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Parallel port versus USB port

Here we are, after we have read everything and more on the internet   concerning cutters and cnc programs, here is the dilemma: can I communicate between the computer and the cutter control electronics with the old parallel port system (LPT), or through the modern USB port?

Good question isn't it?

So let's go in order and logic to see how we can get out of this situation.

lpt_vs_usb.png

Parallel port (LPT)

The parallel port was born on the computer mainly to be able to connect a printer or other mechanical / electronic system, see also scanner or FAX.

It is a communication system is dated, quite spartan, not very fast, the connector itself is   great,   with this port it was possible (and still can) to manage input and output signals very easily with simple programs even in DOS.

Thanks to the easy management of the LPT port, the first cutter control programs were created such as DeskNC, Kcam4, Ninos, but even today, two of the best programs for cutter control such as Mach3 and Emc2 work very well on this door.

If you decide to make or buy an electronics based on the parallel port, you will have several advantages and some limitations (I don't want to define them as disadvantages), let's see which ones:

lpt.jpg

Benefits

  • Low cost of electronics

  • Great ease of finding ready-made electronic diagrams or cards

  • Possibility of being able to use / test different types of programs and on different operating systems, see Mach3 and Kcam4 on Windows or LinuxCNC on Ubuntu.

  • There is no need for additional cards specific to the program used.  If necessary, you pay only the license of the program (Mach3 needs the license instead LinuxCNC is free)

Limitations

  • Logically the computer must have a parallel port, however, if it does not have one, you can add one on the PCI slot (costs about 18 euros)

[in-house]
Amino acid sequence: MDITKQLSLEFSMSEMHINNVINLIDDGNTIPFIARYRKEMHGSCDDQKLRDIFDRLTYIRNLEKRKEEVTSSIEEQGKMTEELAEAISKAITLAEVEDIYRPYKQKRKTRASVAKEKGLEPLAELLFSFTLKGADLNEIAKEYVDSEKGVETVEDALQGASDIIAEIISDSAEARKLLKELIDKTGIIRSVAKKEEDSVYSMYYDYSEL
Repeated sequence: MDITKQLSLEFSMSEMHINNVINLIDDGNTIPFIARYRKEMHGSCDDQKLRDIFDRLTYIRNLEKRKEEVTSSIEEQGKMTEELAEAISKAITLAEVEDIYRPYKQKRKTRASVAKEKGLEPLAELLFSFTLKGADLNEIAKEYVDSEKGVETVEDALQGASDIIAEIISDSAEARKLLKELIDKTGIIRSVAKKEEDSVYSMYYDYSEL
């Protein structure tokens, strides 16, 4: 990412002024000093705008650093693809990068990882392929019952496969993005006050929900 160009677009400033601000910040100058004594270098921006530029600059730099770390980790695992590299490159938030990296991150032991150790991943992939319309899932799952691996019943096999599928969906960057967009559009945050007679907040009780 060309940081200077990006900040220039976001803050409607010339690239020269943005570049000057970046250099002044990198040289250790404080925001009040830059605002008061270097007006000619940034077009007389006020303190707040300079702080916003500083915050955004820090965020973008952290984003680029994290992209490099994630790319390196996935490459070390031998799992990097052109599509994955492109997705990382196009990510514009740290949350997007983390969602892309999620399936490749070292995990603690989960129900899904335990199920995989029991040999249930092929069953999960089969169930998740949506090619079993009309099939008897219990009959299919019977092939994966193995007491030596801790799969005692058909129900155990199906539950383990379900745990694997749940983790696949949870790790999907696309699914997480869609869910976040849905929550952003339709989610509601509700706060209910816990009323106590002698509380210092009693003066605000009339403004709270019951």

• It is preferable that the computer is a desktop since the LPT port is better managed (you can still find used PCs for less than 100 euros)

  • It is likely that on 64-bit systems or on W8 there are operating problems (however WXP or Ubuntu are very stable and performing systems. 

USB port

The USB port, on the other hand, is a more "modern" solution, all PCs, desktops or laptops, have one or more of these ports, even the data transfer speed is higher, it has now become one  standard for mobile phones, tablets, cameras as well as all computer peripherals.

usb.jpg

Benefits

  • It is present in all PCs, it is possible to use a laptop to operate a CNC cutter.

  • You have higher frequencies for communication

  • Much of the data processing is done by the specific card of the USB device and not by the CPU of the computer.

Limitations

  • The cost of electronics is higher due to the price of a specific add-on card

  • Usually,  if you want to use a cutter control program  for USB port (see USBCNC, Colibrì or CNCUSB), you will have to purchase a specific card provided by the program maker, so you will not be able to use / test different programs. It is true that for the Mach3 program several cards have been created that allow you to interface the program with a USB output, many of these are of Chinese origin. Honestly, however, with the cost of an adapter card you can easily take a used PC and dedicate it only to the cutter control.

My final advice is this: if you are a beginner and want to approach the world of CNC milling, opt for a parallel port communication with a Mach3 or LinuxCNC program, you will have excellent performance and I assure you that they are both  performing programs and at the same time simple, you will have time later to switch to a USB system…. if you feel the need.

(I advise you to read possibly also  this  my page if you are interested in more information)

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